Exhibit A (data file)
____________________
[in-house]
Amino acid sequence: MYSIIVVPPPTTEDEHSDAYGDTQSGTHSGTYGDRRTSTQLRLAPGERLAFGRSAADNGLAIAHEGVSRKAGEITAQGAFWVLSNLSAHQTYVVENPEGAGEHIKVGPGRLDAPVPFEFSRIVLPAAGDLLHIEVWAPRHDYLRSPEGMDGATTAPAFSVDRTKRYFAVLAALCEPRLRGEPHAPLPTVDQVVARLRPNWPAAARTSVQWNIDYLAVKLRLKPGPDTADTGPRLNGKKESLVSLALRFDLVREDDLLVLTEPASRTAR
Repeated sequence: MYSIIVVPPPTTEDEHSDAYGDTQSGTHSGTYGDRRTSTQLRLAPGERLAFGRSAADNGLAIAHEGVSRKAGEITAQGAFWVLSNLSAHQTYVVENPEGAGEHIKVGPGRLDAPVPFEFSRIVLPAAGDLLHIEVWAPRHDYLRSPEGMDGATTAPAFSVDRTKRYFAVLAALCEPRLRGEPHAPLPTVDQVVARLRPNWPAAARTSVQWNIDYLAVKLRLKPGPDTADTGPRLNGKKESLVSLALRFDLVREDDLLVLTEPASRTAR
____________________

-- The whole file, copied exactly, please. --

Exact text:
[in-house]
Amino acid sequence: MYSIIVVPPPTTEDEHSDAYGDTQSGTHSGTYGDRRTSTQLRLAPGERLAFGRSAADNGLAIAHEGVSRKAGEITAQGAFWVLSNLSAHQTYVVENPEGAGEHIKVGPGRLDAPVPFEFSRIVLPAAGDLLHIEVWAPRHDYLRSPEGMDGATTAPAFSVDRTKRYFAVLAALCEPRLRGEPHAPLPTVDQVVARLRPNWPAAARTSVQWNIDYLAVKLRLKPGPDTADTGPRLNGKKESLVSLALRFDLVREDDLLVLTEPASRTAR
Repeated sequence: MYSIIVVPPPTTEDEHSDAYGDTQSGTHSGTYGDRRTSTQLRLAPGERLAFGRSAADNGLAIAHEGVSRKAGEITAQGAFWVLSNLSAHQTYVVENPEGAGEHIKVGPGRLDAPVPFEFSRIVLPAAGDLLHIEVWAPRHDYLRSPEGMDGATTAPAFSVDRTKRYFAVLAALCEPRLRGEPHAPLPTVDQVVARLRPNWPAAARTSVQWNIDYLAVKLRLKPGPDTADTGPRLNGKKESLVSLALRFDLVREDDLLVLTEPASRTAR